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Tuesday, June 22, 2010

Oil spills, financial debacles, and the limits of current institutions

From Bob Garfield at Ad Age (he also does public radio’s On the Media):

“President Obama is under pressure to explain why he hasn't fixed the problem (of the BP oil spill).

“That's rich. Fix the problem, how? By executive order? By tasking the National Deepwater Oil-Rig Blowout Plugging Agency? Lowering taxes? Telekinesis? Mind-bendingly, the same critics who accuse the president of seeing government as the solution for everything, now berate him for not miraculously, governmentally plugging the leak. This is "Alice in Wonderland" material.”   http://adage.com/article?article_id=144553

Clearly there is a failure here at the interplay between government and business.  The oil spill is in many ways like the subprime mortgage meltdown – a failure to properly consider risks either on the business side or in the governmental regulating that attempt to govern the business side.

But it’s hard to have much faith in governmental regulating.  The SEC investigated Bernie Madoff several times, but was unable to find the gigantic Ponzi scheme.  Fannie Mae and Freddie Mac, quasi-governmental bodies, are among the worst of those involved in the subprime mortgage mess that has thrown the world economy into recession. The oil regulators seem not to have thought about what might happen if the “fail safe” valve structure failed, any more than BP did.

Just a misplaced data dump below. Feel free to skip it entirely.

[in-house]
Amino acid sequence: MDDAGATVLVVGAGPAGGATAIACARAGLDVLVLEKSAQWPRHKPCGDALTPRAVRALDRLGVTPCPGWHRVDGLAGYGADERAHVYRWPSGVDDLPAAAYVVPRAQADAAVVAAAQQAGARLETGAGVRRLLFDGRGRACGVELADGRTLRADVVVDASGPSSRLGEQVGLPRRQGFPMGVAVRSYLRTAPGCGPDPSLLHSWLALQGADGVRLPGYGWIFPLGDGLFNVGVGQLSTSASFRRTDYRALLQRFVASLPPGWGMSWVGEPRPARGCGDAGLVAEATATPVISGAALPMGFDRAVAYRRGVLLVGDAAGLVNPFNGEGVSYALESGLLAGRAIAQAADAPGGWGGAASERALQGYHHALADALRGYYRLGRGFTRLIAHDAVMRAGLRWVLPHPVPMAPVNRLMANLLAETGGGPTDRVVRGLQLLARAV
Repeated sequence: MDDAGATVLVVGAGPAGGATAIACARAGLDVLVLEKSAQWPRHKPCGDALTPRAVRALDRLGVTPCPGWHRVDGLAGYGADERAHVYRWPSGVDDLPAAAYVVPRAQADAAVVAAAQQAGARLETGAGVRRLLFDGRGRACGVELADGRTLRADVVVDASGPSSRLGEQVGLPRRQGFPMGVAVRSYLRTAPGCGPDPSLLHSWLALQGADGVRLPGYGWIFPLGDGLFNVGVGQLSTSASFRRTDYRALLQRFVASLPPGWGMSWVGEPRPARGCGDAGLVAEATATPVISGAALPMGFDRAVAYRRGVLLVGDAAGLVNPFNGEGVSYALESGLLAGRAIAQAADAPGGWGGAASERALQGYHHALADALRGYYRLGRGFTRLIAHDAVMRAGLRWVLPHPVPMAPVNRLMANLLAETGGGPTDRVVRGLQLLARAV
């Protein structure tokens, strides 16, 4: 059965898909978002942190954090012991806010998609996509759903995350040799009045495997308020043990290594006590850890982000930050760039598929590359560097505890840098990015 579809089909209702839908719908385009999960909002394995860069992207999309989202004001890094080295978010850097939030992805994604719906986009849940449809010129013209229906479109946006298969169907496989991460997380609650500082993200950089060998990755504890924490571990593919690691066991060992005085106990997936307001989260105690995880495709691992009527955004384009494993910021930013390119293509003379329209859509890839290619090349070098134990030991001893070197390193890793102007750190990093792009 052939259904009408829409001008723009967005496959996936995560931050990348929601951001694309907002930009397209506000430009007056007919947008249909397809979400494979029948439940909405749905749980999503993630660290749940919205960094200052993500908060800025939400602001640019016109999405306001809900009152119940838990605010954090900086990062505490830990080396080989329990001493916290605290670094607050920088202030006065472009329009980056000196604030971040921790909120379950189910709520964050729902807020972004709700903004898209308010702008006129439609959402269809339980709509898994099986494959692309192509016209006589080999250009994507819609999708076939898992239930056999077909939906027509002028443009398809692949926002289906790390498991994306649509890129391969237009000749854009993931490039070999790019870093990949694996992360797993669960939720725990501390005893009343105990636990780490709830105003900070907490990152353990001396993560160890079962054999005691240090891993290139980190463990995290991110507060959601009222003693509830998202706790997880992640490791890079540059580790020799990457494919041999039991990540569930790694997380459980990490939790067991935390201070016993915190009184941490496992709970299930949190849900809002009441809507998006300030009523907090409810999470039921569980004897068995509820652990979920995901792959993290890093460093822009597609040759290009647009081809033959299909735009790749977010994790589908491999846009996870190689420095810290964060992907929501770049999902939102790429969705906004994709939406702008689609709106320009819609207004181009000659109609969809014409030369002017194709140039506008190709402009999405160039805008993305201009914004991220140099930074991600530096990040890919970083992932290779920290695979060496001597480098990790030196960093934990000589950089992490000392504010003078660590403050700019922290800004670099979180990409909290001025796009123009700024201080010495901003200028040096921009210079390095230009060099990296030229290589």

Government obviously can’t fix the current oil spill because government doesn’t have the equipment or the know-how – that’s all in the oil service industry. You can’t just send in the Marines and tell them to fix the well. The depressing thing is that we might not be any better at regulating the financial services industry.  Many of the expensive problems were because large institutions were “too big to fail” – but there seems to be no serious attempt to break them up so that the pieces are small enough to fail.

Sure, that’s less of a problem of lacking equipment and expertise. It’s question of lacking political will (and the heavy contributions and lobbying by the financial industry), and the tendency of regulators to become less effective over time. But the net effect is depressingly similar: big problems that we don’t seem able to deal with on either the industry or governmental side.



1 comment:

  1. Anonymous7:40 PM

    Great piece. Did you know when that person who "exposed" Madoff went to the SEC they never responded, like not once, to his very specific communications about Madoff because, as it turns out, all the people on the board were lawyers, and when his inquies got down to the mathematical "proof" that Madoff couldn't be trading the volumes of stock he reported, because it would have to show up in at least as a blip on the Dow Jones that day, the oversight board simply stopped reading because ... (drum roll please), they were all lawyers and had no idea what he was talking about. In other words, they were political appointments by other lawyers who mostly know about the law and other lawyers. Or is it the other way around?

    So you don't try to regulate some things--instead, you don't allow them like they've done in Canada. They didn't let their "banks" become investment businesses. And they didn't allow their banks to issue mortgages without 15% down.

    So, you don't regulate deep sea drilling, you only allow wells down to 1,500 ft. where everyone knows what to do if something goes wrong And you don't regulate derivatives--you simply don't allow them. Of course, you say things like this and real American everywhere simple go screaming from the room!